The above facts were brought to the attention of the trial court in connection with plaintiffs' application for a peremptory writ of mandate and defendants' notice of motion for summary judgment which were heard together. After extensive argument, both oral and written, the trial court filed an opinion in which it denied the plaintiffs' application. The court then signed findings of fact and conclusions of law in which it delineated its interpretation of the board's duties with respect to the referees' salaries. We quote from the conclusions:
"1. The State Personnel Board, in dismissing or denying the petitioners' and plaintiffs' request for a salary increase, followed proper procedures and complied with its statutory mandate and duties.
"2. Section 123 of the Labor Code of California does not prohibit the State Personnel Board from considering or giving weight to judicial functions performed by State Referees or Hearing Officers other than Referees of the Industrial Accident Commission.
"3. Section 123 of the Labor Code of California does not prevent or preclude the State Personnel Board from exercising discretion granted by Section 18850 of the Government Code of California.
"4. The State Personnel Board had and has the right and duty to compare the salaries of Referees of the Industrial Accident Commission with comparable classes in the State Civil Service such as other Referees and Hearing Officers in the State Government.
"5. The State Personnel Board has and had the right and the duty to compare the salaries of Referees of the Industrial Accident Commission with salaries of Judges and Commissioners of the Industrial Accident Commissioner [sic] of the State of California.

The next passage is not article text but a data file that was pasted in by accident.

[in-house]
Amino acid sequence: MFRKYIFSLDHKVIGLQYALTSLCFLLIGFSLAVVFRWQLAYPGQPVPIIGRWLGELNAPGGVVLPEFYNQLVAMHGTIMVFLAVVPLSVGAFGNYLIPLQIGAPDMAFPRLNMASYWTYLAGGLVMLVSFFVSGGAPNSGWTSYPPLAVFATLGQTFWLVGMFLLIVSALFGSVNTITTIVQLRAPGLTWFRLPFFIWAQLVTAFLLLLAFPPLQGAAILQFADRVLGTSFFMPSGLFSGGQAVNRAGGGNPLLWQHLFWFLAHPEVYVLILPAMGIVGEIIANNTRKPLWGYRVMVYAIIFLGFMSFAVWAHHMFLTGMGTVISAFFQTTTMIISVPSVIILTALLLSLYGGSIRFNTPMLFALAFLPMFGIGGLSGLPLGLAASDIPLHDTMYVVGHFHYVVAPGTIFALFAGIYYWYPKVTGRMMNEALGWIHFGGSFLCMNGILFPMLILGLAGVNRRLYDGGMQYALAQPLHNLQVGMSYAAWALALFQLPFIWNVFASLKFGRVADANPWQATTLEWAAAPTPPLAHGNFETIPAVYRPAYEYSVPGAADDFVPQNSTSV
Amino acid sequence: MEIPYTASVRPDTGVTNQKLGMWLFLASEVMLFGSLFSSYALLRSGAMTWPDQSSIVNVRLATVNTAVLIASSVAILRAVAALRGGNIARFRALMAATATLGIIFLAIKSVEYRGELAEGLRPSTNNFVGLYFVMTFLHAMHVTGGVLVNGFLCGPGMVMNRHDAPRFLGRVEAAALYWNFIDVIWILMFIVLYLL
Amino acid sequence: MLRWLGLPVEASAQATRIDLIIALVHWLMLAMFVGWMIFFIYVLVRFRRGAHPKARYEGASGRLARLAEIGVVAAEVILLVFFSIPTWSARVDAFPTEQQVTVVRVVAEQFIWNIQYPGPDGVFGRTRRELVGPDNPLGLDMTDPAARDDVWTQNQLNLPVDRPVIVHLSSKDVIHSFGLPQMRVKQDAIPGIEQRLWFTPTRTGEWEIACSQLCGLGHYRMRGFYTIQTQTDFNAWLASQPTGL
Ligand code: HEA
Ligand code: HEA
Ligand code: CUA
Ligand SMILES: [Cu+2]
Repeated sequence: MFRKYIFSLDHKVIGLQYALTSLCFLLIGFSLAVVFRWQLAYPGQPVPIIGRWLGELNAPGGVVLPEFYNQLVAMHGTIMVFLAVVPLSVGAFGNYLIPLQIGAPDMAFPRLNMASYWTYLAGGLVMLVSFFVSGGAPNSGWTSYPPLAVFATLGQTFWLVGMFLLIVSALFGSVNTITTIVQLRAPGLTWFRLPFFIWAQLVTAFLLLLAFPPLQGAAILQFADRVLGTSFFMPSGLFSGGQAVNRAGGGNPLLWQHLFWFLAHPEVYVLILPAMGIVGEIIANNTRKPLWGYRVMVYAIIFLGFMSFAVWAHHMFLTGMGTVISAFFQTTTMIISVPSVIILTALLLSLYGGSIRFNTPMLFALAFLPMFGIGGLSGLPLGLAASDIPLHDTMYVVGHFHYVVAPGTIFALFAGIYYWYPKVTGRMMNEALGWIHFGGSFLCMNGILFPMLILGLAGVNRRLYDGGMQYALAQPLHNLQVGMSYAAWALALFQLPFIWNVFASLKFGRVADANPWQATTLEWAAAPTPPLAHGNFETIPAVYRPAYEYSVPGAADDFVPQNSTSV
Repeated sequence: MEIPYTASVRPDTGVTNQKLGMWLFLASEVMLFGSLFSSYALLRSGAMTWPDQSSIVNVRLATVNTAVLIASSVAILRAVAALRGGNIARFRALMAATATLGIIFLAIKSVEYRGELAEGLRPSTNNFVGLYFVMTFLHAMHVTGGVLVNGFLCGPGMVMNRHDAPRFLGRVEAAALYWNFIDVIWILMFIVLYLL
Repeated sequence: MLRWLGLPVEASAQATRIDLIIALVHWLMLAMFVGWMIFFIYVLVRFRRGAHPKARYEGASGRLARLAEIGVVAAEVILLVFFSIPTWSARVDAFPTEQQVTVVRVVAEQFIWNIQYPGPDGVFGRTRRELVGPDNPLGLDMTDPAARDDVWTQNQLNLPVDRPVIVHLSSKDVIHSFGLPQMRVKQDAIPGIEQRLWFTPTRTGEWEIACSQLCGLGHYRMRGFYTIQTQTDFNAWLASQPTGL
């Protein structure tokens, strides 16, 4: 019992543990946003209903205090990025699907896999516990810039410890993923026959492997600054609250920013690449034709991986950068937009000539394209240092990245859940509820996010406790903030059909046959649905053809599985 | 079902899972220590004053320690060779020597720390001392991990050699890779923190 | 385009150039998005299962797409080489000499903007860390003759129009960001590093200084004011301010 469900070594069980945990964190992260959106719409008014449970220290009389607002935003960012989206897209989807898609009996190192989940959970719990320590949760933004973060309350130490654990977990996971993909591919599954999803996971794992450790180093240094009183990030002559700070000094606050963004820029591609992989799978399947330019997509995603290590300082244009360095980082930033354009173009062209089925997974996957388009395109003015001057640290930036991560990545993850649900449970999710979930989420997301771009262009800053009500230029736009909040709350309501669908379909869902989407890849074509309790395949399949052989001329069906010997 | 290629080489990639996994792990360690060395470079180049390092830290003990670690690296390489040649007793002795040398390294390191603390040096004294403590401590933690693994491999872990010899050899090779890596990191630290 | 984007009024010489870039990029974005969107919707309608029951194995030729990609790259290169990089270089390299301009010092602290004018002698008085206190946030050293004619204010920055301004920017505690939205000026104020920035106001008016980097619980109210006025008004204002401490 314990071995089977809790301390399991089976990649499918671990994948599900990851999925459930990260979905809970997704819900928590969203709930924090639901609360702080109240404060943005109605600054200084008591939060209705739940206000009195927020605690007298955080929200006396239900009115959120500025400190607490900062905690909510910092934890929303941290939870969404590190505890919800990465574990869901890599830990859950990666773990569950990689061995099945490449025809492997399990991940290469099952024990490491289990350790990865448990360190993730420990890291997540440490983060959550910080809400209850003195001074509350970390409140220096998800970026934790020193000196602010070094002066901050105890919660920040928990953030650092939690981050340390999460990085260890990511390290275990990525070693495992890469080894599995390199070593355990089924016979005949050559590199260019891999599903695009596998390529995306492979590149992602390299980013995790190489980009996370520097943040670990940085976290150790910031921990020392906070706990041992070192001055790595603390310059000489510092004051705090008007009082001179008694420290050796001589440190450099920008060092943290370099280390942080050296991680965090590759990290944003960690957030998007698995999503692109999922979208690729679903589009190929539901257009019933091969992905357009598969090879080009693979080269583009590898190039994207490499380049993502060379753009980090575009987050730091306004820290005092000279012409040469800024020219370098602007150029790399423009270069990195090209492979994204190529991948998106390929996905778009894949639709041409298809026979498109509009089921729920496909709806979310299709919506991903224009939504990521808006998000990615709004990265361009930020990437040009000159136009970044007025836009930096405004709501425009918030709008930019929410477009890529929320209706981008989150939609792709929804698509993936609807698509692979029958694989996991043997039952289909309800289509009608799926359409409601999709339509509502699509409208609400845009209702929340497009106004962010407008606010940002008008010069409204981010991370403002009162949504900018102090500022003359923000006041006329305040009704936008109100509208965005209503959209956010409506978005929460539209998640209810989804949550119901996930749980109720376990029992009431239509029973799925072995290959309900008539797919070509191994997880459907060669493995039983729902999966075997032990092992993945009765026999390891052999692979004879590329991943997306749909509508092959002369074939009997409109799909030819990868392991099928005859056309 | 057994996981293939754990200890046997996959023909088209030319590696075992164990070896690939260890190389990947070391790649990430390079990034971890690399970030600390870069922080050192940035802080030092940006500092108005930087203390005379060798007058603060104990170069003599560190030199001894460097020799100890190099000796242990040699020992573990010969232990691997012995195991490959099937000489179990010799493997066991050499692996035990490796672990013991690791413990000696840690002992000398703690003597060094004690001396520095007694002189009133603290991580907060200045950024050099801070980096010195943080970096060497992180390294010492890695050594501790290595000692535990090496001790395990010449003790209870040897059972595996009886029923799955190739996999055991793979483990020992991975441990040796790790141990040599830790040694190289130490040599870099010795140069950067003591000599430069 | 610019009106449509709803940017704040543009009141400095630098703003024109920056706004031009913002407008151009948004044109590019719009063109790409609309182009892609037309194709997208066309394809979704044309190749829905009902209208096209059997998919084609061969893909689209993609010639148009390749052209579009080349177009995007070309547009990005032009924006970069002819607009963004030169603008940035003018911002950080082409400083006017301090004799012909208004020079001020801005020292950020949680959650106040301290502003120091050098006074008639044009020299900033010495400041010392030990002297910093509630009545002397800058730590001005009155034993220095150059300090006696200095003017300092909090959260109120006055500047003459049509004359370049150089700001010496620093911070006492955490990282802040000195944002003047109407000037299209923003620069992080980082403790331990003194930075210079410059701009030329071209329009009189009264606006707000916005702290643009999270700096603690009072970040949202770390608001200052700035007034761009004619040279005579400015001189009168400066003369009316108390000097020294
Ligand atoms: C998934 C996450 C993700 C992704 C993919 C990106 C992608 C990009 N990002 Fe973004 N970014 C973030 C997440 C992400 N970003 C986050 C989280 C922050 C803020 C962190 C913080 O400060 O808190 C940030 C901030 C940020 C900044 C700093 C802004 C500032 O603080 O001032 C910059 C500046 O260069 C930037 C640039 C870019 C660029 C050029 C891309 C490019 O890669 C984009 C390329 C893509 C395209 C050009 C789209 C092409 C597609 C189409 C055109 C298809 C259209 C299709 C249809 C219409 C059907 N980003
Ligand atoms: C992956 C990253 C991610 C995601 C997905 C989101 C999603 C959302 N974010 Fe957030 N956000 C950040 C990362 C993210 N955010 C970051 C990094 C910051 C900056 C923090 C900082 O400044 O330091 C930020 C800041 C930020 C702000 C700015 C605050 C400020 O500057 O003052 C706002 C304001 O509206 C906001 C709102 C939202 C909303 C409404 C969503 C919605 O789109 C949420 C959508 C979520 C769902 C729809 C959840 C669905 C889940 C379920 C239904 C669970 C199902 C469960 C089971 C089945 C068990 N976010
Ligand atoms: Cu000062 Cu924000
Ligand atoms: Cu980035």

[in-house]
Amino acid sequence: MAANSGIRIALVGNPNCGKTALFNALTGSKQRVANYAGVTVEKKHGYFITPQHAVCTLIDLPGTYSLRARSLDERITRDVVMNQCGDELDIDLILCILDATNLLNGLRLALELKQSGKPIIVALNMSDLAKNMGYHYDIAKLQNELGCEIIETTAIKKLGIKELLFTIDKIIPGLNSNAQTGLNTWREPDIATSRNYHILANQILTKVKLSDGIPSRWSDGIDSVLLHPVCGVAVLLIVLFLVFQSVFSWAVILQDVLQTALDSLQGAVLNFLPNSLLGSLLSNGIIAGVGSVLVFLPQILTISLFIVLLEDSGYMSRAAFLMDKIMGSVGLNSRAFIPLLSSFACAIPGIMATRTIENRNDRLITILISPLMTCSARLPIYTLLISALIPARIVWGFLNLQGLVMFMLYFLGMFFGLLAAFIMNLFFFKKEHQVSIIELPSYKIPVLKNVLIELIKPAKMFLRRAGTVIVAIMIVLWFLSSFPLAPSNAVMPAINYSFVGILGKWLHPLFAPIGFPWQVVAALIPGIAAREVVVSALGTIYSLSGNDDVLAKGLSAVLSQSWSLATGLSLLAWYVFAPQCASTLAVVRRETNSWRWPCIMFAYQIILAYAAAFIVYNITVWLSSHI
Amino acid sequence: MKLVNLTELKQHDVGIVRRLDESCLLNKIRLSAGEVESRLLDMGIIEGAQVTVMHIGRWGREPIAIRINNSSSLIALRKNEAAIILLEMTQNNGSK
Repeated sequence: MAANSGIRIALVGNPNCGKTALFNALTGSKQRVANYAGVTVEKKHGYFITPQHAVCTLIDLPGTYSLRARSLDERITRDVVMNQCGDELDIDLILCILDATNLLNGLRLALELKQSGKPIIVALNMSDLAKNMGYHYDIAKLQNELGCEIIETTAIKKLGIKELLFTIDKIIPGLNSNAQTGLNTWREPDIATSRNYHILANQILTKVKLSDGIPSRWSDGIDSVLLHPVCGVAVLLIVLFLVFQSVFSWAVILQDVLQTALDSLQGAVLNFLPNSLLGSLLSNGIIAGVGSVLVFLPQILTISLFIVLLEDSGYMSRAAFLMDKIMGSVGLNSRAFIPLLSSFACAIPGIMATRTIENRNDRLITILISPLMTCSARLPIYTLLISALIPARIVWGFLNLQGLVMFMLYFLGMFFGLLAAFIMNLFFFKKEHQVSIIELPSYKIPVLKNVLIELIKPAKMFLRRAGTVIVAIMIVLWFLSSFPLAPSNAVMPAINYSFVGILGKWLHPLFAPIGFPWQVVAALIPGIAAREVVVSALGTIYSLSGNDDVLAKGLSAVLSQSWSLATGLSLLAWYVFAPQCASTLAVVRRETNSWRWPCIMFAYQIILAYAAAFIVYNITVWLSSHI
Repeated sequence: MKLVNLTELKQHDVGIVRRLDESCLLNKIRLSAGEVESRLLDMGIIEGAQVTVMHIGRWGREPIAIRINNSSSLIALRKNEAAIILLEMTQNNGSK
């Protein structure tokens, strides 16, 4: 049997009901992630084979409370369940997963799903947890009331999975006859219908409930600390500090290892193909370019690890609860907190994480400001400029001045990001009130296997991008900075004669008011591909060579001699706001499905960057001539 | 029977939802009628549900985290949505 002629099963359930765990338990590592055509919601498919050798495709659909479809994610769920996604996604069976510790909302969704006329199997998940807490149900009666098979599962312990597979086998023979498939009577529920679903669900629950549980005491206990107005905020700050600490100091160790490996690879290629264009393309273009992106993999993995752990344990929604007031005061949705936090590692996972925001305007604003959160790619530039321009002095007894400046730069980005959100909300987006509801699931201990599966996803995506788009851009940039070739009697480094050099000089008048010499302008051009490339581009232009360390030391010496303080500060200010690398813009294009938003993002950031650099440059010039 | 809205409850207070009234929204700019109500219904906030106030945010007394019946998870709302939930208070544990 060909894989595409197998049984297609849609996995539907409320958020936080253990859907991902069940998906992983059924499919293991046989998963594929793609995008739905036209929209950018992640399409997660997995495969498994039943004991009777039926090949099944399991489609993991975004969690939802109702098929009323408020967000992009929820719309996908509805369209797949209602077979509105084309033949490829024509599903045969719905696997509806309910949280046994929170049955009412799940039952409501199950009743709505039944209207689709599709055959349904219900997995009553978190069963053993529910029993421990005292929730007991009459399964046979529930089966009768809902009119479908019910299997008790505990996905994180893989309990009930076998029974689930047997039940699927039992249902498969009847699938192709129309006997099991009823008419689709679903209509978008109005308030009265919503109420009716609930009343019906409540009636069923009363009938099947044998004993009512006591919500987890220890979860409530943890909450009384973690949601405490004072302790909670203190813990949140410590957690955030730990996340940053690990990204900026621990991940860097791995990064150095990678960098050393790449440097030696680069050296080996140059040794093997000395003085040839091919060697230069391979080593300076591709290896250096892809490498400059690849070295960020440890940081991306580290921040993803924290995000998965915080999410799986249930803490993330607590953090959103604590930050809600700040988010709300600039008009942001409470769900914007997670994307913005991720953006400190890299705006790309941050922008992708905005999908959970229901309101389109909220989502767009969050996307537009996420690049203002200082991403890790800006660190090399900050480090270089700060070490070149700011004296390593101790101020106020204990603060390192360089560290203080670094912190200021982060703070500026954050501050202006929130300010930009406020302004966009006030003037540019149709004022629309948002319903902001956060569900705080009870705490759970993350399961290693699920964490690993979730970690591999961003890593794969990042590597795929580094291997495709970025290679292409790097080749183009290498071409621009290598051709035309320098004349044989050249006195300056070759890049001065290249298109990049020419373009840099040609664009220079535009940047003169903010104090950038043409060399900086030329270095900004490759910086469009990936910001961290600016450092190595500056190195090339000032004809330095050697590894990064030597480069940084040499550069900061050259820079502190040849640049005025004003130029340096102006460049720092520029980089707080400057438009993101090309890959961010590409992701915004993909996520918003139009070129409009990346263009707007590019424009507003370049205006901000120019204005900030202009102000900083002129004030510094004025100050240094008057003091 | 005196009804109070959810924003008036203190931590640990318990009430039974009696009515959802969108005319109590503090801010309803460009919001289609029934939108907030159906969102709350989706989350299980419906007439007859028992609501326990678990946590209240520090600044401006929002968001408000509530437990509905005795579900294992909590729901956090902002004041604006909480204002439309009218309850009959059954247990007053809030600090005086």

"6. This Court prepared its Opinion and Order filed herein on June 21, 1965, setting forth its conclusions of law and its interpretation and declaration of the meaning of the applicable statutes. The conclusions of law and interpretations of the applicable statutes set forth therein are adopted as the conclusions of law and interpretation of this Court as declaratory relief as if fully set forth herein at this time. [262 Cal. App. 2d 141]
"7. The petitioners and plaintiffs take nothing by this action. A peremptory writ of mandate is denied. The respondents and defendants are entitled to their costs of suit incurred herein."
Plaintiffs contend that the denial of their request for a salary increase in July 1964, was an abuse of discretion and that there are no other hearing officers performing judicial functions within the civil service which can be used as an appropriate salary fixing reference. fn. 10
We agree entirely with the trial court.  It goes without saying that, if at all possible, section 123 and section 18850 must be harmonized. "This rule applies although one of the statutes involved deals generally with a subject and another relates specifically to particular aspects of the subject." (Hough v. McCarthy, 54 Cal. 2d 273, 279 [5 Cal. Rptr. 668, 353 P.2d 276].)
[1b] Section 18850 is, as it were, the board's charter for the fixing of civil service salaries. It establishes several guiding principles:
1. Like salaries shall be paid for comparable duties and responsibilities;
2. Consideration shall be given to prevailing rates for comparable service in other public employment and in private business;
3. No adjustments shall be made which require expenditures in excess of existing appropriations. fn. 11